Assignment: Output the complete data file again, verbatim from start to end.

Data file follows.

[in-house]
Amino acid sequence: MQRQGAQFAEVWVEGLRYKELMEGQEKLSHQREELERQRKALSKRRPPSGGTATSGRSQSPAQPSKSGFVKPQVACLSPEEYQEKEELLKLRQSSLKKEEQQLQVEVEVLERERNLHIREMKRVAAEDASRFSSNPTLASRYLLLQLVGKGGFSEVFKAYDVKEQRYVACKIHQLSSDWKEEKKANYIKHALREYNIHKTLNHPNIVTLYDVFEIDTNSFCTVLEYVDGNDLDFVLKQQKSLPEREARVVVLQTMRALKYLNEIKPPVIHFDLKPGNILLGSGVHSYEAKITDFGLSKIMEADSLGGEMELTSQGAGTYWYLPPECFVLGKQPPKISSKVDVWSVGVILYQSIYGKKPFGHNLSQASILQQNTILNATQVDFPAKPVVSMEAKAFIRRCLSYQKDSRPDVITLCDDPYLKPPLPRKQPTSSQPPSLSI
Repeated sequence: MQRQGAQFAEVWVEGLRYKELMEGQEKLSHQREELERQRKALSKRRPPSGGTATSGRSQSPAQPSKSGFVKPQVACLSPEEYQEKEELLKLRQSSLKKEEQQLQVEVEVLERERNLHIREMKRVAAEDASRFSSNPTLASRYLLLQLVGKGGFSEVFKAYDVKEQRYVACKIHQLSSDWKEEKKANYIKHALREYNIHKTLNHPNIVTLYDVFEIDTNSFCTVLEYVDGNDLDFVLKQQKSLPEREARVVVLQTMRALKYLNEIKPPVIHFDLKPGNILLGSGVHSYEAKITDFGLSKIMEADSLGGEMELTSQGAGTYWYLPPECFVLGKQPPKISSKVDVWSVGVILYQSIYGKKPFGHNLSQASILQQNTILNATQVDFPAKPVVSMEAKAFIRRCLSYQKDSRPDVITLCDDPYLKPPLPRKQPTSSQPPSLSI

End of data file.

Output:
[in-house]
Amino acid sequence: MQRQGAQFAEVWVEGLRYKELMEGQEKLSHQREELERQRKALSKRRPPSGGTATSGRSQSPAQPSKSGFVKPQVACLSPEEYQEKEELLKLRQSSLKKEEQQLQVEVEVLERERNLHIREMKRVAAEDASRFSSNPTLASRYLLLQLVGKGGFSEVFKAYDVKEQRYVACKIHQLSSDWKEEKKANYIKHALREYNIHKTLNHPNIVTLYDVFEIDTNSFCTVLEYVDGNDLDFVLKQQKSLPEREARVVVLQTMRALKYLNEIKPPVIHFDLKPGNILLGSGVHSYEAKITDFGLSKIMEADSLGGEMELTSQGAGTYWYLPPECFVLGKQPPKISSKVDVWSVGVILYQSIYGKKPFGHNLSQASILQQNTILNATQVDFPAKPVVSMEAKAFIRRCLSYQKDSRPDVITLCDDPYLKPPLPRKQPTSSQPPSLSI
Repeated sequence: MQRQGAQFAEVWVEGLRYKELMEGQEKLSHQREELERQRKALSKRRPPSGGTATSGRSQSPAQPSKSGFVKPQVACLSPEEYQEKEELLKLRQSSLKKEEQQLQVEVEVLERERNLHIREMKRVAAEDASRFSSNPTLASRYLLLQLVGKGGFSEVFKAYDVKEQRYVACKIHQLSSDWKEEKKANYIKHALREYNIHKTLNHPNIVTLYDVFEIDTNSFCTVLEYVDGNDLDFVLKQQKSLPEREARVVVLQTMRALKYLNEIKPPVIHFDLKPGNILLGSGVHSYEAKITDFGLSKIMEADSLGGEMELTSQGAGTYWYLPPECFVLGKQPPKISSKVDVWSVGVILYQSIYGKKPFGHNLSQASILQQNTILNATQVDFPAKPVVSMEAKAFIRRCLSYQKDSRPDVITLCDDPYLKPPLPRKQPTSSQPPSLSI